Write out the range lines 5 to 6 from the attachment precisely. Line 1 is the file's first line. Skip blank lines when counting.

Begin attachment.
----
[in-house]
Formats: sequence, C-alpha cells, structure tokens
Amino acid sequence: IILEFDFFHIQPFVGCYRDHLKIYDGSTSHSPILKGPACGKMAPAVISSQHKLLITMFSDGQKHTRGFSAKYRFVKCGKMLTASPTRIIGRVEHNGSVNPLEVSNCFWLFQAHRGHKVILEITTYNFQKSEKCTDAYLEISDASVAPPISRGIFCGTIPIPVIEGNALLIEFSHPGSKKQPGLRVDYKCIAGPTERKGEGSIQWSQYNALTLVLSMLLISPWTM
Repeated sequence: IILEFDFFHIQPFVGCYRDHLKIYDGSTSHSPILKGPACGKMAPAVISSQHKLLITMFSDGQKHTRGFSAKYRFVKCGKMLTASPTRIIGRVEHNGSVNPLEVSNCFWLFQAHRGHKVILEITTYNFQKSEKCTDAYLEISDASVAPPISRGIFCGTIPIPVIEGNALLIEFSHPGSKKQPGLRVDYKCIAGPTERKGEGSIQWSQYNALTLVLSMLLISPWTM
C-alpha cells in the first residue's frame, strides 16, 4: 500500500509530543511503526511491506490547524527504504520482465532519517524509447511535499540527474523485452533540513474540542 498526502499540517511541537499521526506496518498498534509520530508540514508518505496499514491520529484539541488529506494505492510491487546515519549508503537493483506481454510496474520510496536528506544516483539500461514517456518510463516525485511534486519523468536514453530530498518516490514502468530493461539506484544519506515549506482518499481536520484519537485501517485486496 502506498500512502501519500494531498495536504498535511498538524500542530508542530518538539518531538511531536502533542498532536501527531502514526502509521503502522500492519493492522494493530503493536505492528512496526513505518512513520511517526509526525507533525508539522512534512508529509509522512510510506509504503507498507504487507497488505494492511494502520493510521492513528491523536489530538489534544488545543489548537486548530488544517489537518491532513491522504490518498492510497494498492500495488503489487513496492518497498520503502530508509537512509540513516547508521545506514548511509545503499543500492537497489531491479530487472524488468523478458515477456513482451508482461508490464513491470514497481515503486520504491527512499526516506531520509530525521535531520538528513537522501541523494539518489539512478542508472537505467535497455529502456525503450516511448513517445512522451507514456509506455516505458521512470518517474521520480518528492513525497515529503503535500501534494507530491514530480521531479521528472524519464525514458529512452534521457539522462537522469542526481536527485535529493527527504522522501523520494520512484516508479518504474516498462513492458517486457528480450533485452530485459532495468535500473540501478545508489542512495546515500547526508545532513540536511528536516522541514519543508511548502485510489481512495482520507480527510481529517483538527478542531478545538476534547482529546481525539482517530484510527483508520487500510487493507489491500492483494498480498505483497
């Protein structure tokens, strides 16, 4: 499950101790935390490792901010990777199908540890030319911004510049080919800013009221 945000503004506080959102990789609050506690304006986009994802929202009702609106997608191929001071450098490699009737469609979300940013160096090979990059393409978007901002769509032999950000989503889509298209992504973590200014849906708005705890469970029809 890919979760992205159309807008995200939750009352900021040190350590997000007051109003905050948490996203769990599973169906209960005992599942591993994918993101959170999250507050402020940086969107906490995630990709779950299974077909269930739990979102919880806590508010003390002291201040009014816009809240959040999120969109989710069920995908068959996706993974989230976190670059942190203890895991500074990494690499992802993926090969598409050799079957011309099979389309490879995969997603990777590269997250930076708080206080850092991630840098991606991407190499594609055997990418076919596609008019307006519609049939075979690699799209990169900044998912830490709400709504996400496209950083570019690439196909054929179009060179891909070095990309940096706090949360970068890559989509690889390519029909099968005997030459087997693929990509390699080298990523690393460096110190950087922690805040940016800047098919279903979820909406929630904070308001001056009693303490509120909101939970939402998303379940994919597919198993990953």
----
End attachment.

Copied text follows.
C-alpha cells in the first residue's frame, strides 16, 4: 500500500509530543511503526511491506490547524527504504520482465532519517524509447511535499540527474523485452533540513474540542 498526502499540517511541537499521526506496518498498534509520530508540514508518505496499514491520529484539541488529506494505492510491487546515519549508503537493483506481454510496474520510496536528506544516483539500461514517456518510463516525485511534486519523468536514453530530498518516490514502468530493461539506484544519506515549506482518499481536520484519537485501517485486496 502506498500512502501519500494531498495536504498535511498538524500542530508542530518538539518531538511531536502533542498532536501527531502514526502509521503502522500492519493492522494493530503493536505492528512496526513505518512513520511517526509526525507533525508539522512534512508529509509522512510510506509504503507498507504487507497488505494492511494502520493510521492513528491523536489530538489534544488545543489548537486548530488544517489537518491532513491522504490518498492510497494498492500495488503489487513496492518497498520503502530508509537512509540513516547508521545506514548511509545503499543500492537497489531491479530487472524488468523478458515477456513482451508482461508490464513491470514497481515503486520504491527512499526516506531520509530525521535531520538528513537522501541523494539518489539512478542508472537505467535497455529502456525503450516511448513517445512522451507514456509506455516505458521512470518517474521520480518528492513525497515529503503535500501534494507530491514530480521531479521528472524519464525514458529512452534521457539522462537522469542526481536527485535529493527527504522522501523520494520512484516508479518504474516498462513492458517486457528480450533485452530485459532495468535500473540501478545508489542512495546515500547526508545532513540536511528536516522541514519543508511548502485510489481512495482520507480527510481529517483538527478542531478545538476534547482529546481525539482517530484510527483508520487500510487493507489491500492483494498480498505483497
């Protein structure tokens, strides 16, 4: 499950101790935390490792901010990777199908540890030319911004510049080919800013009221 945000503004506080959102990789609050506690304006986009994802929202009702609106997608191929001071450098490699009737469609979300940013160096090979990059393409978007901002769509032999950000989503889509298209992504973590200014849906708005705890469970029809 890919979760992205159309807008995200939750009352900021040190350590997000007051109003905050948490996203769990599973169906209960005992599942591993994918993101959170999250507050402020940086969107906490995630990709779950299974077909269930739990979102919880806590508010003390002291201040009014816009809240959040999120969109989710069920995908068959996706993974989230976190670059942190203890895991500074990494690499992802993926090969598409050799079957011309099979389309490879995969997603990777590269997250930076708080206080850092991630840098991606991407190499594609055997990418076919596609008019307006519609049939075979690699799209990169900044998912830490709400709504996400496209950083570019690439196909054929179009060179891909070095990309940096706090949360970068890559989509690889390519029909099968005997030459087997693929990509390699080298990523690393460096110190950087922690805040940016800047098919279903979820909406929630904070308001001056009693303490509120909101939970939402998303379940994919597919198993990953």